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Backstage Experts

How Much Feedback Do Actors Want and Need?

How Much Feedback Do Actors Want and Need?
Photo Source: Lois Greenfield

I enjoy giving feedback to actors, agents, and managers after meeting and auditioning them and their clients. It is especially beneficial with regard to young actors, but hopefully actors of all ages can benefit from precise and well-intentioned feedback.

The art of valuable feedback involves, I believe, a balance of candor, kindness, and tact.

As regards children or actors who are just beginning (or older actors returning to a career after a long absence), it’s important to be encouraging. Negative comments by themselves usually don’t help anyone, and they can discourage both actors and their representatives. 

When I meet and audition actors, I look for a variety of things: how they present themselves in terms of energy and attire, whether they are comfortable within their own skin, whether they come into the room with positivity or with a chip on their shoulder, or with apologies and excuses about their promptness and preparation. It’s often said, and worth repeating, that casting directors are eager and hopeful when actors come in; we want actors to do well, and we are on their side.

I try to gauge how prepared an actor is—(yet allowing for a degree of spontaneity in one’s choices is always useful)—in terms of knowing and understanding the text. I am a big believer in adhering to the text exactly as written, whether it’s a line or two or many pages. It’s always impressive when an actor has committed the material to memory, but again, there should be a degree of spontaneity, so that it appears as if the actor is truly listening and responding to what is happening in the scene(s). 

I also look for eye contact, and whether an actor looks up from his pages. It’s so important to do both in an audition. Looking down too much at the sides usually does not allow the actor to come across well. Of course in a cold-reading, it is very difficult not to look down a lot, but there is an art to being handed material and making it appear as if one’s eyes are not glued to the page.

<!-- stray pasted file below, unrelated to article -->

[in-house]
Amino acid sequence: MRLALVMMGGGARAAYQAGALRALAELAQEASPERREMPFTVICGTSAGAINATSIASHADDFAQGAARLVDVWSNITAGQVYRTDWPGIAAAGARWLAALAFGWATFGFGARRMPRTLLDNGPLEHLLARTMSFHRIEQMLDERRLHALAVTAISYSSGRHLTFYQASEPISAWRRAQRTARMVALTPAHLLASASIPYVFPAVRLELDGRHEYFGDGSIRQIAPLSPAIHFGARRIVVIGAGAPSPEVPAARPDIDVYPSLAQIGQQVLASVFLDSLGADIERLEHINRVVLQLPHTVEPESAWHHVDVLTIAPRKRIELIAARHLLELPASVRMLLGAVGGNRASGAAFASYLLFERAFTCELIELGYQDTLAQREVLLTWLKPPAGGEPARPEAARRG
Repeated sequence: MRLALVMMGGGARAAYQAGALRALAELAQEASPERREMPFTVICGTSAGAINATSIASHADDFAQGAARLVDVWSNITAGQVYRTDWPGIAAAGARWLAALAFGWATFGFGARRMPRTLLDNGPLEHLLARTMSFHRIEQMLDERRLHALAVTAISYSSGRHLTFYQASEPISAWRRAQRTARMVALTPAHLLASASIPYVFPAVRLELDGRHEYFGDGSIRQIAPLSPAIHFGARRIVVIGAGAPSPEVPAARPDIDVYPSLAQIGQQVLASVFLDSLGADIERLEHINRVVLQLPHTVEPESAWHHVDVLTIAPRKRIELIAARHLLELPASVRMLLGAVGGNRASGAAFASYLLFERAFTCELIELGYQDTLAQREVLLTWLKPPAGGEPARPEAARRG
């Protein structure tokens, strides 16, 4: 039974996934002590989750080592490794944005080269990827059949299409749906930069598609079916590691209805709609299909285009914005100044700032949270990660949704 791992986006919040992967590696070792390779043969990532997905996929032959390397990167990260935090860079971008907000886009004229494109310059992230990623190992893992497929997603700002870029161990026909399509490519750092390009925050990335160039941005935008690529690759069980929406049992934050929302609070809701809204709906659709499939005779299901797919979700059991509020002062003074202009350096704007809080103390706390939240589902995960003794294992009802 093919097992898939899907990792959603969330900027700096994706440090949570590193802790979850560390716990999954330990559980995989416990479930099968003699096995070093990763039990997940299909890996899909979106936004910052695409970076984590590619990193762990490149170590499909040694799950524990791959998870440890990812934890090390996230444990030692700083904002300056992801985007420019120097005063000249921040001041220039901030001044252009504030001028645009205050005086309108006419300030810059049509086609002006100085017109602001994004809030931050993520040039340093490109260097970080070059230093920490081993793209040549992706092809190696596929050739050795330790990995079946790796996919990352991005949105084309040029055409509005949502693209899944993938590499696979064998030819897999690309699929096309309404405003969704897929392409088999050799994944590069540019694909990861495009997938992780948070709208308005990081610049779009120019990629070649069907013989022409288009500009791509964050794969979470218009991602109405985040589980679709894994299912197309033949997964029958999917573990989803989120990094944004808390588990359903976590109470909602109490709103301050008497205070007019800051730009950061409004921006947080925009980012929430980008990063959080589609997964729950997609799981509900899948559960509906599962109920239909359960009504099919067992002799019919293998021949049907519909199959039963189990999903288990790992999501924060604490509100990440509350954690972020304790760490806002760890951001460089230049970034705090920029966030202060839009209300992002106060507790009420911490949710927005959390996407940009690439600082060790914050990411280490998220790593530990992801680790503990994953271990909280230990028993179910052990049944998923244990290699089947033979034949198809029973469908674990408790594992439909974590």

Some agents and managers ask for a lot of feedback; others don’t ask for any.

It’s a pleasure to impart enthusiastic feedback about an actor. If an audition did not go well, then it’s more complicated, as one doesn’t want to give feedback which is dismissive and could undermine an actor’s self-belief, or his rep’s belief in him. Yet, if an actor is consistently late, unprepared, or seems unfocused in an audition, that is crucial feedback to be given. 

Ideally, even if an actor isn’t right for a role, or won’t ultimately get that role, he should leave an audition feeling as if he did his best, and believing it to be a positive experience.

Every time an actor auditions, he is sharing something of himself; it really is a gift to those who are observing/listening. I believe it’s the responsibility of the casting director, and anyone else who is present in an audition, to listen fully, to not be checking email or eating lunch—to really focus and treat every actor with attention and respect.

Feedback isn’t gospel; it’s an informed opinion, and should be treated as such. If offered with intelligence, care, and sensitivity, it can be invaluable, and hopefully help an actor get more roles in future. It’s always gratifying to call an actor back and observe how he has taken notes/feedback and made the scene his own! That’s a win-win for actor and casting director, and it’s a reminder of why we are in this profession.

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Ilene Starger is a casting director, acting/auditioning teacher and coach, and Backstage Expert. For more information, check out Starger’s full bio!  

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